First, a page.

Sunday, April 22 is Earth Day — a time to appreciate this beautiful planet and raise awareness about the ways we can protect and make it better it for generations to come.
As it turns out, when it comes to real estate, upgrading a home to be more sustainable and earth-friendly isn’t just good for the environment, it also makes solid business sense.
That’s according to a study released today by Seattle-based tech brokerage Redfin in honor of Earth Day. The research, which compared listings across the brokerage’s 80 metros with energy-efficient features versus those without, showed “green” homes sold for over $46,500 more on average in 2017 than homes without things like energy-efficient windows, appliances and solar panels.
Three neighborhoods in the Cleveland suburb Shaker Heights made it into Redfin’s “Top 10 Neighborhoods For Green Homes” across the country. The city of Shaker Heights, which has its own climate change task force, offers a recycling program, as well as home energy assessments, energy incentive programs and the like, according to the study.
“Homebuyers are drawn to the historic, classic-style tudors that adorn the tree-lined streets of Shaker Heights, but many homes, because of their age, are in need of significant updates,” said Danielle Parent, one of Redfin’s Cleveland agents, in the study. “The city has done a tremendous job of communicating the resources that are available to homeowners to help them implement eco-friendly features like solar panels and energy-efficient windows. The city was ahead of the curve and has been an ardent supporter of reducing its carbon footprint since 2002.”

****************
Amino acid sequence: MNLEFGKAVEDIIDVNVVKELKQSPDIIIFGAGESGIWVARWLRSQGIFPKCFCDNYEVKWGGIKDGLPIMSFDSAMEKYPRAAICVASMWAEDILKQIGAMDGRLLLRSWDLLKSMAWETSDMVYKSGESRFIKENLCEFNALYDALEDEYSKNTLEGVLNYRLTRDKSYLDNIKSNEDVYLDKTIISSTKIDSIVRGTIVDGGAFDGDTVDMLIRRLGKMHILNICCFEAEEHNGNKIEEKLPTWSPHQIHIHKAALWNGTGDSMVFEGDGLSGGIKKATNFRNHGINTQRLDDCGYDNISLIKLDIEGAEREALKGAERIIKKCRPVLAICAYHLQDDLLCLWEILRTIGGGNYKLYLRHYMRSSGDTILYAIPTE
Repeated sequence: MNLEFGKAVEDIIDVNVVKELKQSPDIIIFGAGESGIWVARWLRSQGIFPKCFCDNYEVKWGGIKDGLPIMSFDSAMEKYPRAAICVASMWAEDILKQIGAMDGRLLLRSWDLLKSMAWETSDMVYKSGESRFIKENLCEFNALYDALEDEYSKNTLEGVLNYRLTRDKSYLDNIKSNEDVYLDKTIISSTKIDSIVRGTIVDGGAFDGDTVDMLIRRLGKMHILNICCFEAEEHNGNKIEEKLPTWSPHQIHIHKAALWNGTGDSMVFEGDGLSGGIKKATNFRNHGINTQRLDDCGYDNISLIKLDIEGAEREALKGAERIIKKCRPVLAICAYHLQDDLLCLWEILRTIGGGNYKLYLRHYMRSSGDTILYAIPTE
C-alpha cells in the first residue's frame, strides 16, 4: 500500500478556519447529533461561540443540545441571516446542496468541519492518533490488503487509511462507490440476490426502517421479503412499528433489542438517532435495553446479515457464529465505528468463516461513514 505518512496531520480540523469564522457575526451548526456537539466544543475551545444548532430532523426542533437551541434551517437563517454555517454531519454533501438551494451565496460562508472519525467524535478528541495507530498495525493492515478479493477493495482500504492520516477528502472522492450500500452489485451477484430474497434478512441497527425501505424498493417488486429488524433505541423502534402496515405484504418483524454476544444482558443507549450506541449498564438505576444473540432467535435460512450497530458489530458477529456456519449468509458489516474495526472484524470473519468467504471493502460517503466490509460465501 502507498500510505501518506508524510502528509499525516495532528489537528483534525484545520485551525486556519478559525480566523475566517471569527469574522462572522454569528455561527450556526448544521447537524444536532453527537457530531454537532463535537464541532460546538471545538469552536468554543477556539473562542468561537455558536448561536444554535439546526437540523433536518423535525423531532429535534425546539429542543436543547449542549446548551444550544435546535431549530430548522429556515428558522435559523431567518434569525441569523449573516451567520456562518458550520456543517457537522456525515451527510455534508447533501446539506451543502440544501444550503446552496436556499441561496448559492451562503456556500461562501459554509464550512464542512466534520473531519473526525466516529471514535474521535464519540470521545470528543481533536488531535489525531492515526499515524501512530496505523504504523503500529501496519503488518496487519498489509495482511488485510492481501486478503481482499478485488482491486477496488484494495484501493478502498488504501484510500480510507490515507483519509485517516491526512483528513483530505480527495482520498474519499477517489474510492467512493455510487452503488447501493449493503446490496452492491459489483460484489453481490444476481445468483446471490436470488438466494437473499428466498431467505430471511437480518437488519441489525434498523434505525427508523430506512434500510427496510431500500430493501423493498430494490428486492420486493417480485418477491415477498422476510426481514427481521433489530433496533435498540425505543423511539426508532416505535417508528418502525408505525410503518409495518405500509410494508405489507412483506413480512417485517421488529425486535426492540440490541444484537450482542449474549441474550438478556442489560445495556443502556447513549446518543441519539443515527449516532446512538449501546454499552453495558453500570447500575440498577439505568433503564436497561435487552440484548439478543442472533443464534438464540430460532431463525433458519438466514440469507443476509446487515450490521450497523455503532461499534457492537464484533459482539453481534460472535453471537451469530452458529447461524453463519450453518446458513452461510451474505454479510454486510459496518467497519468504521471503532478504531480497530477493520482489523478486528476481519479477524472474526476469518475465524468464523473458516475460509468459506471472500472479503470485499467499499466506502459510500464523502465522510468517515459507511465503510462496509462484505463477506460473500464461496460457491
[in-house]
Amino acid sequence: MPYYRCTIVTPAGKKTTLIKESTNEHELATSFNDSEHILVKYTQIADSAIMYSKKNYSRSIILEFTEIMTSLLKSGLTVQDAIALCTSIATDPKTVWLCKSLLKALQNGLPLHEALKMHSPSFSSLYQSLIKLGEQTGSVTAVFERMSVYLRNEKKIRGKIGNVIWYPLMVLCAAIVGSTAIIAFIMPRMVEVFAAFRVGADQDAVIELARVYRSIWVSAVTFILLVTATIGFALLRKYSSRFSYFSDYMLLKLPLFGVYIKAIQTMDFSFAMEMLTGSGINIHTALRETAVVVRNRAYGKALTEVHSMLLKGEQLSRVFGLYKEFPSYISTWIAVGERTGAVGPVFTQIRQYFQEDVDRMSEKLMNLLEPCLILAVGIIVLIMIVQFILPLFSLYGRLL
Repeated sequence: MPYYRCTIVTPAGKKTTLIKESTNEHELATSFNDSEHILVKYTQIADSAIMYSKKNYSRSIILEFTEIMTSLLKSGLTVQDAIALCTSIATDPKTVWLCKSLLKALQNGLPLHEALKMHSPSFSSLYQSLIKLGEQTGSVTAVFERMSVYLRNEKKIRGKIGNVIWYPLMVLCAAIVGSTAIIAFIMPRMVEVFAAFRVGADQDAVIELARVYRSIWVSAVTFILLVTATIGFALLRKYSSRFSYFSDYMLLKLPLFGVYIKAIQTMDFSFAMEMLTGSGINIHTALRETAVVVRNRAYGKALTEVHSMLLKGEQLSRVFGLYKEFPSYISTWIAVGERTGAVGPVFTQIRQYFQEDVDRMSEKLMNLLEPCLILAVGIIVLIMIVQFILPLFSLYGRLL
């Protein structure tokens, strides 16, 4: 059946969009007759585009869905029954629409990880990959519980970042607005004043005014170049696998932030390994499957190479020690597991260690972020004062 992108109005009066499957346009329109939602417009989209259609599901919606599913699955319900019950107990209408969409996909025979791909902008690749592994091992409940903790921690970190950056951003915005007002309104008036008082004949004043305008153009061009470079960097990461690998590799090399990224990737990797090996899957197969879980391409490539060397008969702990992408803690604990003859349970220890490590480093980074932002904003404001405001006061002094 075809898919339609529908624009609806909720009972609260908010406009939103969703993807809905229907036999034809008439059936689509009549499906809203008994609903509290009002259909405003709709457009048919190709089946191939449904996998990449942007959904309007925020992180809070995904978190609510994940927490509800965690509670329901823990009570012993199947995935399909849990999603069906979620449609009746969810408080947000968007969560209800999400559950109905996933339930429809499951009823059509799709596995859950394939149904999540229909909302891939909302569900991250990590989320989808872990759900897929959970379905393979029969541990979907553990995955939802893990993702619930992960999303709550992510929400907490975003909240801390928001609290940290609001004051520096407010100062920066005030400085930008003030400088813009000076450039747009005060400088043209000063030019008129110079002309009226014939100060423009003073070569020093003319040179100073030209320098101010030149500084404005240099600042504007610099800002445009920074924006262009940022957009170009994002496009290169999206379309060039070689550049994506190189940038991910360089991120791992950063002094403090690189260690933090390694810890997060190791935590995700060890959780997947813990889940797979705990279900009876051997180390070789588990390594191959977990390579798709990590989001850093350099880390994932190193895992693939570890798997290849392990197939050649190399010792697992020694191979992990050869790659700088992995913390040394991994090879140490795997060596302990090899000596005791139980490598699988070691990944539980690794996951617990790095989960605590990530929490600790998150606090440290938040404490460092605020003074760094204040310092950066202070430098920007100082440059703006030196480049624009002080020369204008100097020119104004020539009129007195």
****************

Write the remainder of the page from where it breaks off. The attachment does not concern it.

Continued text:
Chestnut Hill and Spruce Hill in Philadelphia also fared well for its green homes, coming in at nos. 3 and 4, while three neighborhoods in Orange County ranked highly: Baker Ranch, Echo Ridge Village and Painted Trails. Red Hook, Brooklyn and Georgetown, Seattle were named in the top 10 at no. 5 and no. 8.
While Earth Day is just one day, April 22 each year, there are things agents can do every day to help their clients take care of the environment in their communities, such as talking to them about composting, energy efficient lighting and drought-tolerant landscaping, said Natasha Barrett, an agent with The Agency in Los Angeles.
Currently The Agency is helping environmentalist Denis Thomopoulos sell his small but relaxed, elegant three bedroom home in Venice, California.
According to Thomopoulos, a home’s size is part of its sustainability. The environmental educator bought the 100-year-old house 20 years ago, and despite its popular location close to Venice Beach, was never tempted to knock it down and build a big property.
“I am a conservationist, I decided to keep the best of the house and add certain elements,” Thomopoulos said.
Part of The Agency agents’ commission from the sale of Thomopoulos’ house will go toward Thomopoulos’ environmental cartoon series Hippo Works. The seller will be donating 10 percent of the proceeds of the sale to a UN environment-related cause.
In celebration of Earth Day, the L.A.-based luxury brokerage has partnered with Tesla to provide its energy-efficient cars for broker’s tours. It has arranged to have three to four Teslas available for L.A. agents to drive in for a broker caravan on Tuesday that will end at an eco-friendly luxury listing featuring 36,000 pounds of concrete panels as well as energy-efficient insulation air pockets between the panels and house.
Moreover, last month real estate industry leaders came together to draft the Parker Principles, a code of commitment for changing the industry together. One of the principles is “Stand up to climate change and prepare for natural disasters,” an especially poignant idea on the heels of a devastating year plagued by hurricanes and wildfires.
In a piece for Inman, Cynthia Adams of Pearl Home Certification wrote:
“As an agent or homeowner, you may already be familiar with aspects of the New Energy Economy such as smart thermostats, LED lighting, and solar panels, for example. The cost for these technologies has been dropping even while features have gotten better and better. On the horizon we have the mass production of electric cars and cheap battery storage, which when combined with solar power, make the home its own mini power plant.
“No more trips to the gas station, no more bills from the power company — this is the not-so-distant future,” she said.